Personal experience gathered while living in Taiwan and a book called “An Historical and Geographical Description of Formosa” (1704) by the French writer George Psalmanazar (1679-1763) inspired the project BELIEF / RELIEF, the first solo exhibition of Gabriel Desplanque in Taiwan. The exhibition is focused in particular on landscapes. The wild nature in Taiwan might come as a foreign environment for anyone used to European urban settings and artificial landscapes shaped by human activities. Taiwanese landscapes look stronger than humans, powerful and unruly with their lush forests.
In the aforementioned book, Psalmanazar claims to be the very first person in Europe coming from Formosa, a country nobody ever visited at that time. To give more credibility to his narrative he used to wear exotic clothes and invented unexpected habits like eating raw meat spiced with cardamom or sleeping while sitting upright in a chair. In this book one can also find an alphabet, a grammar, a language and customs that were purely imaginary. It is one of the first examples of an entirely constructed language. Adding one lie to another he became very successful in Europe and traveled a lot to spread his story.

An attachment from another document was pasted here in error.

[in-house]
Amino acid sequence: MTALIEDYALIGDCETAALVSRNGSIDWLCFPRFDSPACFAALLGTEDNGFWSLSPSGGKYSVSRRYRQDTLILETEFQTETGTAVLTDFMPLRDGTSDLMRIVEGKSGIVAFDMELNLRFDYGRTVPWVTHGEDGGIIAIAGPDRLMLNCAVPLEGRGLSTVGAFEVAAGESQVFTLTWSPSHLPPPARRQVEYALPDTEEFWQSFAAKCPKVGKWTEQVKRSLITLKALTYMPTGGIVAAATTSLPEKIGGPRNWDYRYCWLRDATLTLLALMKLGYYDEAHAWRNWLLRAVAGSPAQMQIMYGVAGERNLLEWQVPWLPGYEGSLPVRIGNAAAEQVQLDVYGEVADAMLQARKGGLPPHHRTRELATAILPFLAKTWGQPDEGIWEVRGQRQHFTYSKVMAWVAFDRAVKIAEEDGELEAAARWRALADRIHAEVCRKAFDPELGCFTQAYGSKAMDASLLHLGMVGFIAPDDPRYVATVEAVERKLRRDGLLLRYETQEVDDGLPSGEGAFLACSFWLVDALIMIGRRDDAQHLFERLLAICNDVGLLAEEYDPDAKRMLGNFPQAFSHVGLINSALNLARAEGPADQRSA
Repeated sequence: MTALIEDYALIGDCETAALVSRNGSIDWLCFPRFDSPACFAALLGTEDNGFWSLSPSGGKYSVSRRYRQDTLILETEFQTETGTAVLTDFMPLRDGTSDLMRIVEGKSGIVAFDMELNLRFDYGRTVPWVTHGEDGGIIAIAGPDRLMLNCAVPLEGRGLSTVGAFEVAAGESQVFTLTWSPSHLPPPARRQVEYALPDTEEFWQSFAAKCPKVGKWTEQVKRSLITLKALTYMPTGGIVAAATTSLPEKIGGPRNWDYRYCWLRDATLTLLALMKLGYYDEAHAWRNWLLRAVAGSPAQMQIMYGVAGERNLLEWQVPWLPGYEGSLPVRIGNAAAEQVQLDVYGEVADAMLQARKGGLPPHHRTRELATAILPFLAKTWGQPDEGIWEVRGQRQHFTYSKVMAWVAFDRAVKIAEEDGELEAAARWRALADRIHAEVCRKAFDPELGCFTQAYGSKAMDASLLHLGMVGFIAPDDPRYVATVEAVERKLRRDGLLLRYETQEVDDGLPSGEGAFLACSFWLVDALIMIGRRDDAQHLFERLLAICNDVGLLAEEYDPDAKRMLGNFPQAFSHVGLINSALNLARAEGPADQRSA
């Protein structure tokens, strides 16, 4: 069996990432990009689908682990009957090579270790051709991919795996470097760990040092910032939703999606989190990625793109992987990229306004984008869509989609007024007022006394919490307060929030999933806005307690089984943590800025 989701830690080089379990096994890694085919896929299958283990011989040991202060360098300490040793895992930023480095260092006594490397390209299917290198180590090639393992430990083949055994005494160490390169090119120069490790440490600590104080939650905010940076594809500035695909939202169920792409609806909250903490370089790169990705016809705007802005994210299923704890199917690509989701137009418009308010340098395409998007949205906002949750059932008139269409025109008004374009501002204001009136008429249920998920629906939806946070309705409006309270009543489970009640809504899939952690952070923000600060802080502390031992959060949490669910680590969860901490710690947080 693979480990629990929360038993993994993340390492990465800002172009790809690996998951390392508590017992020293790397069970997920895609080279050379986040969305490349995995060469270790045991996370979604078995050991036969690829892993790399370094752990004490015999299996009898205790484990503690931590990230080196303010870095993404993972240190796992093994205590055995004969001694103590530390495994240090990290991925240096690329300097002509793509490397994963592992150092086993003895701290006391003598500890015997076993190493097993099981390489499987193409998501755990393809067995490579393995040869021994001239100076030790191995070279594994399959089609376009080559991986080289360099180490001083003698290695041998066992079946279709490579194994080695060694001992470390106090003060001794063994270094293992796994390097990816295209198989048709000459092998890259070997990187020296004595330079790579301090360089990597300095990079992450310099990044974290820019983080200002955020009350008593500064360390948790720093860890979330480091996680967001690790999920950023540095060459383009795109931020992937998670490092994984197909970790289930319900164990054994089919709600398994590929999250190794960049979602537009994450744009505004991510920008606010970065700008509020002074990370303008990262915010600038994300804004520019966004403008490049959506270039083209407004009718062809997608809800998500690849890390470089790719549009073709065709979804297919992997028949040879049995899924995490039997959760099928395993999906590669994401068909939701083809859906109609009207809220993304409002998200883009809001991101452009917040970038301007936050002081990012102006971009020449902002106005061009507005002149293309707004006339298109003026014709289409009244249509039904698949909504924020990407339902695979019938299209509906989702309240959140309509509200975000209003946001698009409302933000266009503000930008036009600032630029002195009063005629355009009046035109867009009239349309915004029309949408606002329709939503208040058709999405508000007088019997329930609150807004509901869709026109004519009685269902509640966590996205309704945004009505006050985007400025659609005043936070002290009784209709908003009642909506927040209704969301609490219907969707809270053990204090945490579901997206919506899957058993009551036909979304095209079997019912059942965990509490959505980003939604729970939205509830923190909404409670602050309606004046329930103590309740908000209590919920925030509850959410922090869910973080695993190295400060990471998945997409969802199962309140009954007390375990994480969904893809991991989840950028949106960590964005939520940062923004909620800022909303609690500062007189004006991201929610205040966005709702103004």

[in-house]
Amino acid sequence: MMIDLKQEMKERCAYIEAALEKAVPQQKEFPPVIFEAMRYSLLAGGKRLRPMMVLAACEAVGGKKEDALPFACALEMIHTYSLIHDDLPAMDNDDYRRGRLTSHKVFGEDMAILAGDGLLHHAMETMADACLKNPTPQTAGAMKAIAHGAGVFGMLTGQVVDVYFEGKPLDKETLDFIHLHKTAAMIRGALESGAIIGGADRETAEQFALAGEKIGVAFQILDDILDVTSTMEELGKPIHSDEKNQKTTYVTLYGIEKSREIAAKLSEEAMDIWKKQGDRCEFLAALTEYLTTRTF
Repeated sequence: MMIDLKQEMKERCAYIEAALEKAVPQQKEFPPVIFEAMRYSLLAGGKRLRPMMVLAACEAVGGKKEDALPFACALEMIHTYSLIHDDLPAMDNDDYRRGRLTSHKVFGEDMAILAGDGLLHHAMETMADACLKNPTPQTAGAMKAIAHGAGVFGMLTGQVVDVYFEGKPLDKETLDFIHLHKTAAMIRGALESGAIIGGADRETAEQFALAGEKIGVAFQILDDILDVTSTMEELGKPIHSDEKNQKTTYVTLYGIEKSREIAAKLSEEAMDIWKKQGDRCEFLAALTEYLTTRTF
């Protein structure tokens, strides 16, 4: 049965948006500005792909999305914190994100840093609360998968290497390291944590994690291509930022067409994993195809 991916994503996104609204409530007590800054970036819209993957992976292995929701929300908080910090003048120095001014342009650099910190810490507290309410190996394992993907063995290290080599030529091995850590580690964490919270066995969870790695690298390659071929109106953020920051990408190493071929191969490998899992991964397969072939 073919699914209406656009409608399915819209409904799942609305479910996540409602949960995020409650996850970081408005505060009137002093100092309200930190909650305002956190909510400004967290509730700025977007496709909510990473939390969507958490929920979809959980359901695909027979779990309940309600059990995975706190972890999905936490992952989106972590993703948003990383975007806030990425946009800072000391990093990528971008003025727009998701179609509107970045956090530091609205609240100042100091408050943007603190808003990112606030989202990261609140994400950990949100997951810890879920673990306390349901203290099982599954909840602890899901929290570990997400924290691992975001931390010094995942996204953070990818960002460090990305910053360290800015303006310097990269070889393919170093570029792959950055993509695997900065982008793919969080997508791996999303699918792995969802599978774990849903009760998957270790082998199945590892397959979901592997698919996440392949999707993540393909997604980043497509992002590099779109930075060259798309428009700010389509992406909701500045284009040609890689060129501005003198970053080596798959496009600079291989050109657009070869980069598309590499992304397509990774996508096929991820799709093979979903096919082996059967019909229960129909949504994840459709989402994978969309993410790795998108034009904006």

On the engraving only the front of the god is visible. Gabriel Desplanque decided to create the back of this god with a sculpture in sectional view placed at the entrance of the exhibition. His back becomes a door and a bridge towards an unknown world. From there the fantasy made up by Psalmanazar is somehow extended further through the imagination of a contemporary traveler visiting Taiwan for the first time.
It is an exhibition about Taiwan and human perception. The exhibition is a mixed media installation which function like a walk through a subjective perception of Formosa, a mental space where scale and perception are distorted.